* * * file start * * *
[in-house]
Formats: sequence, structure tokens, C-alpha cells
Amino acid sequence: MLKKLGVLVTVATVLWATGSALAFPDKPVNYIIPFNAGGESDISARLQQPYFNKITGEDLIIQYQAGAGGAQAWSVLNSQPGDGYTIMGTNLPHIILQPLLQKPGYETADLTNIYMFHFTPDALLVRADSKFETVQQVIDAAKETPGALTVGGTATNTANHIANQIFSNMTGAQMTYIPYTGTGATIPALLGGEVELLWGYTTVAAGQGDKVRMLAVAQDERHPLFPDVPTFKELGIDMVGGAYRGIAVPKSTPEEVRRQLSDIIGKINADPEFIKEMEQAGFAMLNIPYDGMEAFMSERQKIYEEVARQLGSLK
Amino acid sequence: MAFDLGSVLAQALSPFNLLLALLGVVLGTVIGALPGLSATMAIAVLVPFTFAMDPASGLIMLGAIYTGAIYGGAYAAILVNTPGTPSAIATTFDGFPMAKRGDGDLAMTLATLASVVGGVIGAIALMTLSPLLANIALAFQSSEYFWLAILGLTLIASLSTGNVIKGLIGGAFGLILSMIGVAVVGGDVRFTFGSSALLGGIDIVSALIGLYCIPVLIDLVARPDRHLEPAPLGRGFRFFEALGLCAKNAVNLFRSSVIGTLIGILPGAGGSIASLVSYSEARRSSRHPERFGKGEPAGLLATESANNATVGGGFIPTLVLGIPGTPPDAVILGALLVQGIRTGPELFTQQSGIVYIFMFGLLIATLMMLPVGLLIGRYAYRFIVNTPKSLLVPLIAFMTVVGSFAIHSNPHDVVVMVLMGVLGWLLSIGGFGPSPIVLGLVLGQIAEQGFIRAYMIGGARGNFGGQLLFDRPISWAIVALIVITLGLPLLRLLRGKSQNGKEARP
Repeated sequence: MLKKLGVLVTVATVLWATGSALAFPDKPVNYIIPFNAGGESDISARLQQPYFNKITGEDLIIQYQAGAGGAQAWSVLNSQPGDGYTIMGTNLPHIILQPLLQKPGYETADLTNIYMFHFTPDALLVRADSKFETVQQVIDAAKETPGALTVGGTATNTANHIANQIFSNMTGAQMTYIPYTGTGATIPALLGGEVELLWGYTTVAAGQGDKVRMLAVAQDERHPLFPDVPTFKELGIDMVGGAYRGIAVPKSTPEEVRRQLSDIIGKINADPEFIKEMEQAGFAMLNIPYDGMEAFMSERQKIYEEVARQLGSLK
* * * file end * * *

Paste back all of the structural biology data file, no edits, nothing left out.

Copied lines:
[in-house]
Formats: sequence, structure tokens, C-alpha cells
Amino acid sequence: MLKKLGVLVTVATVLWATGSALAFPDKPVNYIIPFNAGGESDISARLQQPYFNKITGEDLIIQYQAGAGGAQAWSVLNSQPGDGYTIMGTNLPHIILQPLLQKPGYETADLTNIYMFHFTPDALLVRADSKFETVQQVIDAAKETPGALTVGGTATNTANHIANQIFSNMTGAQMTYIPYTGTGATIPALLGGEVELLWGYTTVAAGQGDKVRMLAVAQDERHPLFPDVPTFKELGIDMVGGAYRGIAVPKSTPEEVRRQLSDIIGKINADPEFIKEMEQAGFAMLNIPYDGMEAFMSERQKIYEEVARQLGSLK
Amino acid sequence: MAFDLGSVLAQALSPFNLLLALLGVVLGTVIGALPGLSATMAIAVLVPFTFAMDPASGLIMLGAIYTGAIYGGAYAAILVNTPGTPSAIATTFDGFPMAKRGDGDLAMTLATLASVVGGVIGAIALMTLSPLLANIALAFQSSEYFWLAILGLTLIASLSTGNVIKGLIGGAFGLILSMIGVAVVGGDVRFTFGSSALLGGIDIVSALIGLYCIPVLIDLVARPDRHLEPAPLGRGFRFFEALGLCAKNAVNLFRSSVIGTLIGILPGAGGSIASLVSYSEARRSSRHPERFGKGEPAGLLATESANNATVGGGFIPTLVLGIPGTPPDAVILGALLVQGIRTGPELFTQQSGIVYIFMFGLLIATLMMLPVGLLIGRYAYRFIVNTPKSLLVPLIAFMTVVGSFAIHSNPHDVVVMVLMGVLGWLLSIGGFGPSPIVLGLVLGQIAEQGFIRAYMIGGARGNFGGQLLFDRPISWAIVALIVITLGLPLLRLLRGKSQNGKEARP
Repeated sequence: MLKKLGVLVTVATVLWATGSALAFPDKPVNYIIPFNAGGESDISARLQQPYFNKITGEDLIIQYQAGAGGAQAWSVLNSQPGDGYTIMGTNLPHIILQPLLQKPGYETADLTNIYMFHFTPDALLVRADSKFETVQQVIDAAKETPGALTVGGTATNTANHIANQIFSNMTGAQMTYIPYTGTGATIPALLGGEVELLWGYTTVAAGQGDKVRMLAVAQDERHPLFPDVPTFKELGIDMVGGAYRGIAVPKSTPEEVRRQLSDIIGKINADPEFIKEMEQAGFAMLNIPYDGMEAFMSERQKIYEEVARQLGSLK